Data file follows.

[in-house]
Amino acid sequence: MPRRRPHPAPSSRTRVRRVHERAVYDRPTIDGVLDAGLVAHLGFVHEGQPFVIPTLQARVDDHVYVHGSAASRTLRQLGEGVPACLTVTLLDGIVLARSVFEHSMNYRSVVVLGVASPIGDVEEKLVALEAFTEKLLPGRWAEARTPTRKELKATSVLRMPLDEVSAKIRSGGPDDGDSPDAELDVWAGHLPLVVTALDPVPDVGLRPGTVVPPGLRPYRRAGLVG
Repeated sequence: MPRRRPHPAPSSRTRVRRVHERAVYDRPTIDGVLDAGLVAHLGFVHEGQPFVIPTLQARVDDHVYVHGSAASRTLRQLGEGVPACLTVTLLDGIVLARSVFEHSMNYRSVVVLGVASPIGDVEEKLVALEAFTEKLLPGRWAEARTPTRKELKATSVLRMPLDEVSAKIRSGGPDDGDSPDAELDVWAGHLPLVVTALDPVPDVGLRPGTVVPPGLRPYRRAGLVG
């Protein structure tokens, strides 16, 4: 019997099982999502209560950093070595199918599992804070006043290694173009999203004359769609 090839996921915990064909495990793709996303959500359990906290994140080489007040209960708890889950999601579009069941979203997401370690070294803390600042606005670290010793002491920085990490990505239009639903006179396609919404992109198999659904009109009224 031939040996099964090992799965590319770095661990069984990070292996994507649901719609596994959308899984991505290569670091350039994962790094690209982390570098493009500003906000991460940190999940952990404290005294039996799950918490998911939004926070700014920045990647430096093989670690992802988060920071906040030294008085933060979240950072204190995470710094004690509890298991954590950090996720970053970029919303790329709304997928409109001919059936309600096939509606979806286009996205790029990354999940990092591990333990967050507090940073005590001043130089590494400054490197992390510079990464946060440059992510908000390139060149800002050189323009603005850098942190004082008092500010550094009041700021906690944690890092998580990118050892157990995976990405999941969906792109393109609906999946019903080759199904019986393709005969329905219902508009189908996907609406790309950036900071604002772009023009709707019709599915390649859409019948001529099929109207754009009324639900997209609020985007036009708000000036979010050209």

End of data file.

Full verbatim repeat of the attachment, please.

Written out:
[in-house]
Amino acid sequence: MPRRRPHPAPSSRTRVRRVHERAVYDRPTIDGVLDAGLVAHLGFVHEGQPFVIPTLQARVDDHVYVHGSAASRTLRQLGEGVPACLTVTLLDGIVLARSVFEHSMNYRSVVVLGVASPIGDVEEKLVALEAFTEKLLPGRWAEARTPTRKELKATSVLRMPLDEVSAKIRSGGPDDGDSPDAELDVWAGHLPLVVTALDPVPDVGLRPGTVVPPGLRPYRRAGLVG
Repeated sequence: MPRRRPHPAPSSRTRVRRVHERAVYDRPTIDGVLDAGLVAHLGFVHEGQPFVIPTLQARVDDHVYVHGSAASRTLRQLGEGVPACLTVTLLDGIVLARSVFEHSMNYRSVVVLGVASPIGDVEEKLVALEAFTEKLLPGRWAEARTPTRKELKATSVLRMPLDEVSAKIRSGGPDDGDSPDAELDVWAGHLPLVVTALDPVPDVGLRPGTVVPPGLRPYRRAGLVG
């Protein structure tokens, strides 16, 4: 019997099982999502209560950093070595199918599992804070006043290694173009999203004359769609 090839996921915990064909495990793709996303959500359990906290994140080489007040209960708890889950999601579009069941979203997401370690070294803390600042606005670290010793002491920085990490990505239009639903006179396609919404992109198999659904009109009224 031939040996099964090992799965590319770095661990069984990070292996994507649901719609596994959308899984991505290569670091350039994962790094690209982390570098493009500003906000991460940190999940952990404290005294039996799950918490998911939004926070700014920045990647430096093989670690992802988060920071906040030294008085933060979240950072204190995470710094004690509890298991954590950090996720970053970029919303790329709304997928409109001919059936309600096939509606979806286009996205790029990354999940990092591990333990967050507090940073005590001043130089590494400054490197992390510079990464946060440059992510908000390139060149800002050189323009603005850098942190004082008092500010550094009041700021906690944690890092998580990118050892157990995976990405999941969906792109393109609906999946019903080759199904019986393709005969329905219902508009189908996907609406790309950036900071604002772009023009709707019709599915390649859409019948001529099929109207754009009324639900997209609020985007036009708000000036979010050209």